The cells of brains of 2- and 3-day old mice infected with street rabies virus were examined in the electron microscope. It was observed that characteristic rod-like or elongated particles were found within a "matrix" in the cytoplasm of nerve cells and of astrocytes. These rod-like particles can be separated into two types, on the basis of slightly different morphological features. One particle is 110 to 120 mµ wide and has double-membraned coats; the other is 120 to 130 mµ wide and is covered by a single limiting membrane. The former is closely associated with the endoplasmic reticulum. The biological relationship between the two types is unknown, but both types of particles are considered to be street rabies viruses because of their structural features. It is believed that segmentation and branching of elongated particles may play a role in virus multiplication. Negri bodies appear as dense round bodies containing various coarse structures but no virus particles.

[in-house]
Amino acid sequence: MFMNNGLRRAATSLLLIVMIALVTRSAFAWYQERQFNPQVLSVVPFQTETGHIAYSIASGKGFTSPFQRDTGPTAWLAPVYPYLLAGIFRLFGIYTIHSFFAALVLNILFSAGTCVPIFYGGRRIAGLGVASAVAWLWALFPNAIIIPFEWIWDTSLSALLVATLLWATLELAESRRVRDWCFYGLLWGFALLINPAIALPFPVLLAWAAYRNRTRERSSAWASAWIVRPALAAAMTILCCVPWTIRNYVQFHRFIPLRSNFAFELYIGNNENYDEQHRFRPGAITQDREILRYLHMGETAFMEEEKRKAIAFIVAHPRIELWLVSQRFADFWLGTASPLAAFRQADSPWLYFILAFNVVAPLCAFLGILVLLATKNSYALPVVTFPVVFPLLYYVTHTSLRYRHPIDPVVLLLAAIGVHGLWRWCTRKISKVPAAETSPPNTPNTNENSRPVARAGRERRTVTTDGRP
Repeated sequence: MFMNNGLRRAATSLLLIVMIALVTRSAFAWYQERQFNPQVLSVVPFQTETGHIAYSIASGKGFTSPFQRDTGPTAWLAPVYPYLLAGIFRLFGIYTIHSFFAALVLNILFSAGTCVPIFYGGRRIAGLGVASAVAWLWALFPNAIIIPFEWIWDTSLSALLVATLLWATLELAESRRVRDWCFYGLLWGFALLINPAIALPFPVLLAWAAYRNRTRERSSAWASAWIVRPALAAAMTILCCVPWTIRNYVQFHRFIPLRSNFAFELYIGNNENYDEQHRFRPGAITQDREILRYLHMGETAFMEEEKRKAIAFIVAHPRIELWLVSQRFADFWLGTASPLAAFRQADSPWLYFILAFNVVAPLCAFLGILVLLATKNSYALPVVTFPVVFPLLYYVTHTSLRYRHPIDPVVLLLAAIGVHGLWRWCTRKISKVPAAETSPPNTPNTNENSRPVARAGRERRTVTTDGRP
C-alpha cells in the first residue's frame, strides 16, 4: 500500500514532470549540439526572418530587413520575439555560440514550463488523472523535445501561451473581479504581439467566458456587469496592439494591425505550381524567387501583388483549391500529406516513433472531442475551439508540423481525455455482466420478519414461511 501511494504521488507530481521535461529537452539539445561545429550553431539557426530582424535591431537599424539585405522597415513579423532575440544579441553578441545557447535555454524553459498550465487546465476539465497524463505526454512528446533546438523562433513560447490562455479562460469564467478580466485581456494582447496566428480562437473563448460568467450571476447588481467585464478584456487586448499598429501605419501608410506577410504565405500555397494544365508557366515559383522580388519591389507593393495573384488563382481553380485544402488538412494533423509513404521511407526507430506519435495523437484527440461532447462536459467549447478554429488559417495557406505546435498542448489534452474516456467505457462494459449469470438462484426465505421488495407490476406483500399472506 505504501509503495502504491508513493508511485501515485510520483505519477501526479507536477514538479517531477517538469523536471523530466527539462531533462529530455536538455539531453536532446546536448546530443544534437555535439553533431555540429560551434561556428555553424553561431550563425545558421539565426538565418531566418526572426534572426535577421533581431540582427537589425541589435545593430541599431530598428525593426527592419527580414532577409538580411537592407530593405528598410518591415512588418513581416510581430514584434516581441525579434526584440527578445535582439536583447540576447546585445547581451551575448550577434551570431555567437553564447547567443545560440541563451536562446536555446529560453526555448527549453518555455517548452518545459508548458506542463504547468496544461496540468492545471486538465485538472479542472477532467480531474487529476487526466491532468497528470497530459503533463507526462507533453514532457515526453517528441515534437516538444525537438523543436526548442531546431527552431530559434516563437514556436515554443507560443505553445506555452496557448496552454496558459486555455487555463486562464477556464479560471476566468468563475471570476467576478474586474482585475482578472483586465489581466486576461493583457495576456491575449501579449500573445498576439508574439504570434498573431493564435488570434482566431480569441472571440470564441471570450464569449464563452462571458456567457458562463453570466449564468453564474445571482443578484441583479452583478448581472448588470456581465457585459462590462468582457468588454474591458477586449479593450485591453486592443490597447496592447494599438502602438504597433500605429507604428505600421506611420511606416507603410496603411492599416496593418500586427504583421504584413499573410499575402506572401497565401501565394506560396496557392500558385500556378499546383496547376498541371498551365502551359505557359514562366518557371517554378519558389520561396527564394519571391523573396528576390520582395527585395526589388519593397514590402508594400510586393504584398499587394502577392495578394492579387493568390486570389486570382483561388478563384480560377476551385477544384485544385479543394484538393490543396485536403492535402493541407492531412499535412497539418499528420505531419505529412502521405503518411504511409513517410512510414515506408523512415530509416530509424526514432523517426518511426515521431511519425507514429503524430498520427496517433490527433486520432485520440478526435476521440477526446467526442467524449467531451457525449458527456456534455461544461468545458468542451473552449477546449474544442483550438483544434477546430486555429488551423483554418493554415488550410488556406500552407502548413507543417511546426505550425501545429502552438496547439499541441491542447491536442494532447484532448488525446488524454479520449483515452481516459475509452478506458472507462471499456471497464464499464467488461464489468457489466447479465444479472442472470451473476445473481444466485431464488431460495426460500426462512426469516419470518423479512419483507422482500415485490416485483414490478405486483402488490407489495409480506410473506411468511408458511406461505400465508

Article| December 01 1963
ELECTRON MICROSCOPE STUDIES OF RABIES VIRUS IN MOUSE BRAIN
From the Department of Pathobiology, The Johns Hopkins University, School of Hygiene and Public Health, Baltimore.
Dr. Matsumoto's present address is the Institute for Virus Research, Kyoto University, Japan
Received: November 21 1962
Online ISSN: 1540-8140
Print ISSN: 0021-9525
Copyright © 1963 by The Rockefeller Institute Press
Seiichi Matsumoto; ELECTRON MICROSCOPE STUDIES OF RABIES VIRUS IN MOUSE BRAIN . J Cell Biol 1 December 1963; 19 (3): 565–591. doi: https://doi.org/10.1083/jcb.19.3.565
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